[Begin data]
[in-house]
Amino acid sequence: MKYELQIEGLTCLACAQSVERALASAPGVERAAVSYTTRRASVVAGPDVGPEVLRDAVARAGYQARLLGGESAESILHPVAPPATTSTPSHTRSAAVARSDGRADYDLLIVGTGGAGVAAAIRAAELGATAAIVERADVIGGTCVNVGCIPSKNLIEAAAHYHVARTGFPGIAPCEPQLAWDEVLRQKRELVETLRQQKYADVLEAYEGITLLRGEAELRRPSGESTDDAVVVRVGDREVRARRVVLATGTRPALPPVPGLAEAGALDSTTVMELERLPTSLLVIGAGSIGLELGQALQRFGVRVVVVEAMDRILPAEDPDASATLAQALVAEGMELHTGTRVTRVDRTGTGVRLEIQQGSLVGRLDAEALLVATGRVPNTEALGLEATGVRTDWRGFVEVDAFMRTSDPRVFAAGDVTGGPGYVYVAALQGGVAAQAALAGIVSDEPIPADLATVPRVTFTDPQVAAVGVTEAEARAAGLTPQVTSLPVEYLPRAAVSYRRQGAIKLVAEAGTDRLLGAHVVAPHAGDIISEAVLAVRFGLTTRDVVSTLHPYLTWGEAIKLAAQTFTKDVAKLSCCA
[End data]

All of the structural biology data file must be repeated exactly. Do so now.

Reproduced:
[in-house]
Amino acid sequence: MKYELQIEGLTCLACAQSVERALASAPGVERAAVSYTTRRASVVAGPDVGPEVLRDAVARAGYQARLLGGESAESILHPVAPPATTSTPSHTRSAAVARSDGRADYDLLIVGTGGAGVAAAIRAAELGATAAIVERADVIGGTCVNVGCIPSKNLIEAAAHYHVARTGFPGIAPCEPQLAWDEVLRQKRELVETLRQQKYADVLEAYEGITLLRGEAELRRPSGESTDDAVVVRVGDREVRARRVVLATGTRPALPPVPGLAEAGALDSTTVMELERLPTSLLVIGAGSIGLELGQALQRFGVRVVVVEAMDRILPAEDPDASATLAQALVAEGMELHTGTRVTRVDRTGTGVRLEIQQGSLVGRLDAEALLVATGRVPNTEALGLEATGVRTDWRGFVEVDAFMRTSDPRVFAAGDVTGGPGYVYVAALQGGVAAQAALAGIVSDEPIPADLATVPRVTFTDPQVAAVGVTEAEARAAGLTPQVTSLPVEYLPRAAVSYRRQGAIKLVAEAGTDRLLGAHVVAPHAGDIISEAVLAVRFGLTTRDVVSTLHPYLTWGEAIKLAAQTFTKDVAKLSCCA